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I'd like to think that ask.clojure.org was formed to have a more like-minded community as noted in this talk: https://devonzuegel.com/post/the-hard-parts-of-open-source-by-evan-czaplicki

Can it go farther and also implement the intentional communication techniques like trying to frame the intent of people asking questions, the background, the actual question, and buttons that nudge people to engage on collaboration and understanding?

Thanks in advance, and let me know if it'd help to restate the question in a clearer way.

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It is possible that any software for creating a web site could implement those ideas (given the proper time, skills, and software development effort), and it is pretty clear from Evan Czaplicki's talk that he is hoping someone creates such software: https://github.com/matthiasn/talk-transcripts/blob/master/Czaplicki_Evan/TheHardPartsOfOpenSource.md

That said, unless the software that Alex Miller selected already has some configuration option or add-on package that takes him an hour or less to enable it, my guess is that he is so busy with other things that it isn't in his interest to do so.

I do not spend much time outside of on-line programming communities other than ones focused on Clojure, but I have heard multiple comments by newcomers that they find other Clojurians helpful and polite, so unless this becomes an issue, we can just try to continue being helpful and polite in the mean time.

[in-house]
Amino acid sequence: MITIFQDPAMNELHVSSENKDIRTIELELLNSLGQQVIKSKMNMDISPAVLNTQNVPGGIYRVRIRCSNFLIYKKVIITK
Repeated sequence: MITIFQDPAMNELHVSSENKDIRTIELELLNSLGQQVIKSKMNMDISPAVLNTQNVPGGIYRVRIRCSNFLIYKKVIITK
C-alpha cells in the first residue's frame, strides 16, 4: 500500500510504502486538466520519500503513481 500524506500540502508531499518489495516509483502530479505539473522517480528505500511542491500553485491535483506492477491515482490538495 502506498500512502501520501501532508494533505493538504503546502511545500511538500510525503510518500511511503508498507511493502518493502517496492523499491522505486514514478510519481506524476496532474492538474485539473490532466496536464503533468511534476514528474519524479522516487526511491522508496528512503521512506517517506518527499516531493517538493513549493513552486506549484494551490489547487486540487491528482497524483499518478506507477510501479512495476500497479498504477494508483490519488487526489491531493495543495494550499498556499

Thanks, that makes sense. Wonder if it could be open-sourced and community-managed.
Jonathan, this ask.clojure.org site is based on https://www.question2answer.org/ so it is already open source. I don't know what, if any, code changes Alex made when building this or whether it is just configuration -- see https://ask.clojure.org/index.php/8219/what-plug-ins-were-needed-from-question2answer (which also underscores Andy's comment about the time commitments for working on Clojure vs working on this site).
While it might sound free for ask.clojure.org maintainers to hand it over to being community managed, it cannot be free in time.  It is also under a clojure.org domain name, so they probably do not want to change who maintains it.

Before ask.clojure.org was created, there are several other places where Clojure questions are asked and answered, and/or announcements made, e.g. https://www.reddit.com/r/Clojure and https://clojureverse.org plus StackOverflow, of course.  One could just as well ask if those sites could be changed to follow Evan Czaplicki's intentional communication ideas.  The answer: Sure, they could, if someone who maintains them is willing to invest the time and effort to do so.
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